I’m back north of the Border again for today’s blog, visiting an engineering feat by one of Regency Britain’s greatest engineers which, although located in Scottish waters, imust have been a wonder for the entire country. When I was in the delightful little fishing port of Arbroath ( in pursuit of the famous and delicious Arbroath Smokies) I spotted an elegant and unmistakeably Regency building on the shore. It looked like a miniature lighthouse but turned out to be the signalling station for the Bell Rock lighthouse and home to the families of the lighthouse keepers.
Bell Rock is 11 miles (18 km) off the coast at Arbroath and is part of the lethally dangerous Inchcape reef that had proved a major hazard to shipping on this busy coastal route for centuries. In the Middle Ages an abbot had a bell fixed to a floating platform anchored to the reef, which was some warning, but the frequent storms repeatedly destroyed it. The reef is virtually invisible except at low tide when about four foot of it is above the water. Building a lighthouse seemed an almost impossible technical feat, but following the loss of HMS York with all hands in 1806 pressure grew for a solution. In that year a bill was passed through Parliament for a stone tower at a cost of £45,000 to be paid for by a duty on shipping between the ports of Peterhead and Berwick-upon-Tweed.
Two of the greatest engineers of the day were involved – John Rennie, who as Chief Engineer, was responsible overall for the project, and Robert Stevenson, who as Rennie’s assistant and the resident engineer, risked his life on the reef along with the workmen. On shore the signalling station allowed communication with the lighthouse and provided a home for the keepers’ families and accommodation for them when they were not on duty. Now it is an excellent little museum all about the Bell Rock and its construction.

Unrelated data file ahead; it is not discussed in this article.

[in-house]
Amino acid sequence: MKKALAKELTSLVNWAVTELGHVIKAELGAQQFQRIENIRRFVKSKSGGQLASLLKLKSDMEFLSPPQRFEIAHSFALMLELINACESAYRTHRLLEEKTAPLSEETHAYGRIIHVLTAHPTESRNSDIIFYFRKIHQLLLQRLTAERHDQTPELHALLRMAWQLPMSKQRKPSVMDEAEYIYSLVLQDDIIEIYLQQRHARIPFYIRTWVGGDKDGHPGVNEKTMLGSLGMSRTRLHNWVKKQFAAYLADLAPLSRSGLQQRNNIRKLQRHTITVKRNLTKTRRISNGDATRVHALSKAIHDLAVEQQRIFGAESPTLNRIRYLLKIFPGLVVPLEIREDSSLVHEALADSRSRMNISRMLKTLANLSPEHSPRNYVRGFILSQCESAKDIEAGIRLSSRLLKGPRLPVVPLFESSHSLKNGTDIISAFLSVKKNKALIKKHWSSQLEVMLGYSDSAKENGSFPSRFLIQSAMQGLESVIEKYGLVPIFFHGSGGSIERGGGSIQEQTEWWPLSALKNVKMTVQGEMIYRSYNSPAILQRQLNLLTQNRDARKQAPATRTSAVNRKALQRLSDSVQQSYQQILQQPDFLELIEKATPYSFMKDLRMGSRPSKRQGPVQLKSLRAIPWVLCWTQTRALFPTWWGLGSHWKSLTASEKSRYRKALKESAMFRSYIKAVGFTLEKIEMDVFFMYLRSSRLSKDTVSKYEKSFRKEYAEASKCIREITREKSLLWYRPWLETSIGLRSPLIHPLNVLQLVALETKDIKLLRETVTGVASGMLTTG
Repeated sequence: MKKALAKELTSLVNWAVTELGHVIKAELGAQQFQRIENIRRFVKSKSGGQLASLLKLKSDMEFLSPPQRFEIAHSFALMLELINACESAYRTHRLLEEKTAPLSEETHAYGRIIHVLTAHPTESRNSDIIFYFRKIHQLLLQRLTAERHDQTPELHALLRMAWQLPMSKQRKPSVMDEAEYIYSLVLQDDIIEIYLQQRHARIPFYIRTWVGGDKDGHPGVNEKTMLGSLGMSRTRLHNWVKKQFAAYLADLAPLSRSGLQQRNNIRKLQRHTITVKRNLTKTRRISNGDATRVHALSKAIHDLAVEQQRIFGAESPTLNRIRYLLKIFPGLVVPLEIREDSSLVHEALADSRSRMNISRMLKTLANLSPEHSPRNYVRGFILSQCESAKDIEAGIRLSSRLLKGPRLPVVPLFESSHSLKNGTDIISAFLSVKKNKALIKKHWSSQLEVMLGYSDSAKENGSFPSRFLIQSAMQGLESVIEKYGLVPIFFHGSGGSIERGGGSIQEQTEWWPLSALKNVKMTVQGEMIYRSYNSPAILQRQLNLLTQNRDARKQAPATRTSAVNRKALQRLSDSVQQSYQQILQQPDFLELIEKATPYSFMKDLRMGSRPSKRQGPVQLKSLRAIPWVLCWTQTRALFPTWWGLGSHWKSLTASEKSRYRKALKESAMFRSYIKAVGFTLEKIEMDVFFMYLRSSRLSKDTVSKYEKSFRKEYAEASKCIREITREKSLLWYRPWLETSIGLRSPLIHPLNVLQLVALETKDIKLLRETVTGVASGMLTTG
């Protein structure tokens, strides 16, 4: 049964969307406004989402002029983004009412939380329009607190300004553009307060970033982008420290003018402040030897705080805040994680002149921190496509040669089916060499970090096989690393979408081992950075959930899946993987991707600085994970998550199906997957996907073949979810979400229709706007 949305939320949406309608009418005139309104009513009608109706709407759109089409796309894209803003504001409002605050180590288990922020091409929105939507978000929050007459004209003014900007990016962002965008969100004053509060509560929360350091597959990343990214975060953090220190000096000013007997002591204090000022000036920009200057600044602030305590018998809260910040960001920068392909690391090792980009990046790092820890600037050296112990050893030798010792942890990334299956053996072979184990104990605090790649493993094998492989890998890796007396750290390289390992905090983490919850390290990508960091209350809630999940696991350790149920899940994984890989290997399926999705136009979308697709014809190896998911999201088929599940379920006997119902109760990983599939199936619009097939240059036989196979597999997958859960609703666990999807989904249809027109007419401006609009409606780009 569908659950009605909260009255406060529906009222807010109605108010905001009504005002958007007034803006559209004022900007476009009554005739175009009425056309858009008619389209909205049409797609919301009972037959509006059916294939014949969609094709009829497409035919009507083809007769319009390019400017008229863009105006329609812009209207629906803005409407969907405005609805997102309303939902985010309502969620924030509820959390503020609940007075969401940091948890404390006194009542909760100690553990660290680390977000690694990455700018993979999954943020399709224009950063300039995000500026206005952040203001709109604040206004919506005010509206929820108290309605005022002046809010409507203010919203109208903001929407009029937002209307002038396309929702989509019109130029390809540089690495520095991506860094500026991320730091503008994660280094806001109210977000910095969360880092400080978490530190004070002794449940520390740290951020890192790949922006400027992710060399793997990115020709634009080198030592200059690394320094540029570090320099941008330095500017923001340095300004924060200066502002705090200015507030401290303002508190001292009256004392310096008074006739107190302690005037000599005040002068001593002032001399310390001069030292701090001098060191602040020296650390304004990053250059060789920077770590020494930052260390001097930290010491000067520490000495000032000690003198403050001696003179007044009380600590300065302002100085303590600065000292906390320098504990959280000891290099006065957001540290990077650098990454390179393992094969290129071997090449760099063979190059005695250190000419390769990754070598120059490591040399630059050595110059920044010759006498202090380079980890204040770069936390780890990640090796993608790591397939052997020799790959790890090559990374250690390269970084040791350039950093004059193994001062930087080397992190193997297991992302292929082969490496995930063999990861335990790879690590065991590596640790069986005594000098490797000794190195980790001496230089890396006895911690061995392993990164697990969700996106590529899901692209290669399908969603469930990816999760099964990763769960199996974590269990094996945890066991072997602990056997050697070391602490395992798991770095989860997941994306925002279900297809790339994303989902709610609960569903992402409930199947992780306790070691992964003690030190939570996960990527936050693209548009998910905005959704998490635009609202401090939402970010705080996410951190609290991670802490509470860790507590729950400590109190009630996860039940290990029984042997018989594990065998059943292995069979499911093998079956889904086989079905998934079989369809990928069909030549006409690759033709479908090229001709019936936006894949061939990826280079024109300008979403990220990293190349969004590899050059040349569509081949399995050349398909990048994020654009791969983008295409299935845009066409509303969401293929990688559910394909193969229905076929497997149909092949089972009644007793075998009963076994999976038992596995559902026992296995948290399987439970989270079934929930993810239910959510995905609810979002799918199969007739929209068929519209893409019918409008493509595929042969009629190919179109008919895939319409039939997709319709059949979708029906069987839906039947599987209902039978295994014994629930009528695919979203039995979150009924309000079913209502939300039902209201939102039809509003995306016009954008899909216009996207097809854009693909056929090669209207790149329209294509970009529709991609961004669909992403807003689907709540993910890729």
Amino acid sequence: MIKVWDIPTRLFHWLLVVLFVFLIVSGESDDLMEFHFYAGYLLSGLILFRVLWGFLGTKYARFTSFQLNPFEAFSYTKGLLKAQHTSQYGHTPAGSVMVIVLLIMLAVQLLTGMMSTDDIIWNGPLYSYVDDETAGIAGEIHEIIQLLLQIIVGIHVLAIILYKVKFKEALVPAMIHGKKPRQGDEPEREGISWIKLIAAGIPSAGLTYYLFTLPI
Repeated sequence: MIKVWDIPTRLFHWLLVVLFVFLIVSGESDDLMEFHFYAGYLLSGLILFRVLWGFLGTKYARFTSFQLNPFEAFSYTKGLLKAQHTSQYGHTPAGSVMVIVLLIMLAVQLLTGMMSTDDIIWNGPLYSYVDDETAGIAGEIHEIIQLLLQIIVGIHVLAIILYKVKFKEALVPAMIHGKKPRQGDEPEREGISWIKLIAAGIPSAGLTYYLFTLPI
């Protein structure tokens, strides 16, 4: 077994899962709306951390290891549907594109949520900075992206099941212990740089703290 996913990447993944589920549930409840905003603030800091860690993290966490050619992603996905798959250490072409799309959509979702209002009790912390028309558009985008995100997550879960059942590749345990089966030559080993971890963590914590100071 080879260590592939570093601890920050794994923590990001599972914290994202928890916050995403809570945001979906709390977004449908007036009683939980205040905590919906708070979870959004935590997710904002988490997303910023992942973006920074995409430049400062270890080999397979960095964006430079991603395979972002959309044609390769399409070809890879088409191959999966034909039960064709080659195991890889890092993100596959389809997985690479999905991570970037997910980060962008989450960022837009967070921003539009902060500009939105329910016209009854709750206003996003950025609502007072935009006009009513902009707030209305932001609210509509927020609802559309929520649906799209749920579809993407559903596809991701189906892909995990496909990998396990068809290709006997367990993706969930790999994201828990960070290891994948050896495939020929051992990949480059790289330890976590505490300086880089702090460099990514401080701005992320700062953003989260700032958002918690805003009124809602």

This photograph is of one of the models in the museum showing the difficulties that Stevenson had to overcome to build the lighthouse. First a wooden tower was built to house the men when the tide came in and then, whenever there was low water, they came out onto the exposed reef and worked on the tower itself, building it up with a jigsaw of interlocking stone blocks that had been cut during the winter months when no building could take place on the rock. The ingenious design of the blocks is shown in this model.
Despite the dangers and difficulties the tower was completed in only four years and became operational in 1811. It has been in continuous operation ever since, saving innumerable lives. These days the light is fully automated.
Robert Stevenson (1772-1850) was educated at a charity school when the death of his father left the family almost destitute. His future career was determined when he was fifteen and his mother married Thomas Smith, a tinsmith, lamp maker and mechanic who was engineer to the Northern Lighthouse Board. Robert became his assistant and by the age of nineteen had built his first lighthouse on the River Clyde. Bell Rock is considered his masterpiece, but he was responsible for many other lights as well as roads, bridges, harbours, canals, railways, and river navigations. Three of his sons followed in his footsteps as civil engineers and his grandson was the writer Robert Louis Stevenson.